How Do I Prioritize Myself?
The question, how do I prioritize myself, may have popped into your mind before. If so, you have to come to the right place. Putting yourself first is difficult. You might be struggling to take the first step, or the fear of being perceived as selfish may be consuming you. However, you are not alone and you are in control of prioritizing yourself. You have the potential to take the first step towards improving your overall well-being.
We live in a fast-paced, constantly changing world. Society has set standards and norms for us to live by. However, self-care is way too often forgotten about. It is challenging to say “no”. The fear of not being invited to future plans, and the angst of spending time alone may prevent you from recognizing your own needs. Those are all valid and understandable thoughts. If you are reading or listening to this blog, you are probably interested in prioritizing yourself and you might be wondering how to start.
Start by taking small steps daily. Maybe you start with five minutes a day, or fifteen. Dedicate that time to focus on you. That may look like meditating, reading, stretching, coloring, and way more. Increase that time gradually. It takes our bodies about 66 days to develop a habit. If you start small, you are more likely to succeed. Change takes time and patience. If you notice yourself missing a day, remind yourself why you started. Ask yourself, what do I hope to get out of self-care? Getting back on track is not easy – starting with smaller goals goes a long way.
Engaging in self-care includes setting boundaries. Boundaries are imaginary lines that you create, separating yourself from others. There are so many different kinds of boundaries – physical, mental, emotional, etc. When you don’t know when and how to put your own needs first, boundaries get blurred. Boundaries are essential in all realms of life – work, home, relationships, personal. When boundaries are crossed, feelings of uneasiness and distress may arise. Everyone has unique boundaries. You must be respectful of your own, as well as the boundaries that other people have set for themselves.
Once you have formed boundaries, you can understand and acknowledge when something is not in your best interest. You are in control of your decisions and if you do not feel up to attending a plan you can say “no”. Practice saying “no” in a nice way. For example, “I am not feeling up to dinner tonight. Can we please reschedule?” If you say “no” in a nice way and are honest with both yourself and others, then you are taking care of yourself and making sure that you are in the right mental space in order to spend time with others.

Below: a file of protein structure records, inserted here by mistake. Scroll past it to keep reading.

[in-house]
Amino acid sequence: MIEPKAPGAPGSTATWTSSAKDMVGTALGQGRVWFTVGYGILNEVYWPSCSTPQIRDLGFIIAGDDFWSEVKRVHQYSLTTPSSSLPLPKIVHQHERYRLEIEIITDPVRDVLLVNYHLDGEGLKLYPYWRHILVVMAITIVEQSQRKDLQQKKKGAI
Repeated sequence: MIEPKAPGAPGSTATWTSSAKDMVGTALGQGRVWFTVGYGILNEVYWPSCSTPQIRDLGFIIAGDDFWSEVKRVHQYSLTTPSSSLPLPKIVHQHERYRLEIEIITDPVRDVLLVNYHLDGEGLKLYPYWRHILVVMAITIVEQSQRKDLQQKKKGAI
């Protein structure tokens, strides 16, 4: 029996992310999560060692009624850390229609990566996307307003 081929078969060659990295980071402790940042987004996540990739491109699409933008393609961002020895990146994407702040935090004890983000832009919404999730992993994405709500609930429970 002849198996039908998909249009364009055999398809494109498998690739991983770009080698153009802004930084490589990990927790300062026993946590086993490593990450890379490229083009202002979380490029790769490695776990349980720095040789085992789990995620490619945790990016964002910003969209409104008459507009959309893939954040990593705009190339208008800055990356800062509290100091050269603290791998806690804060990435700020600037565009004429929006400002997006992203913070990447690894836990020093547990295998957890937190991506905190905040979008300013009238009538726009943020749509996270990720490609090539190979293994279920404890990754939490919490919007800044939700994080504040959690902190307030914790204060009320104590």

Pause for a moment. Think about a time when you crossed your own boundaries. What happened? Who were you with? Why didn’t you say no? How could you tell that your boundaries were crossed? When did this happen? Where were you? What were you thinking at this moment? How were you feeling? These are all questions that can help you determine what your healthy boundaries look like.
To dispel the fear that you will stop being invited if you say “no”, ask yourself if you would not ask a friend or colleague to do something just because they say no once. While getting in a habit of declining or canceling plans is not beneficial, saying no once in a while to prioritize you is necessary. You do not need to give anyone a rationale – you do not need to explain yourself. A true friend will be understanding and respectful of the boundaries you have set in order to take care of yourself.
For others, prioritizing yourself may look like seeking therapy from a licensed professional. If that is something you are interested in, feel free to call Symmetry Counseling at (312) 578-9990 or go to our website www.symmetrycounseling.com to learn more about the benefits of therapy and find the right therapist for you!
Zoe Mittman, LSW Growing up, you may have imagined your 20s to be filled with excitement, love and adventures. But life happens and reality sinks in. Your life is not what you imagined. It is complex. Filled with both pain…Read More
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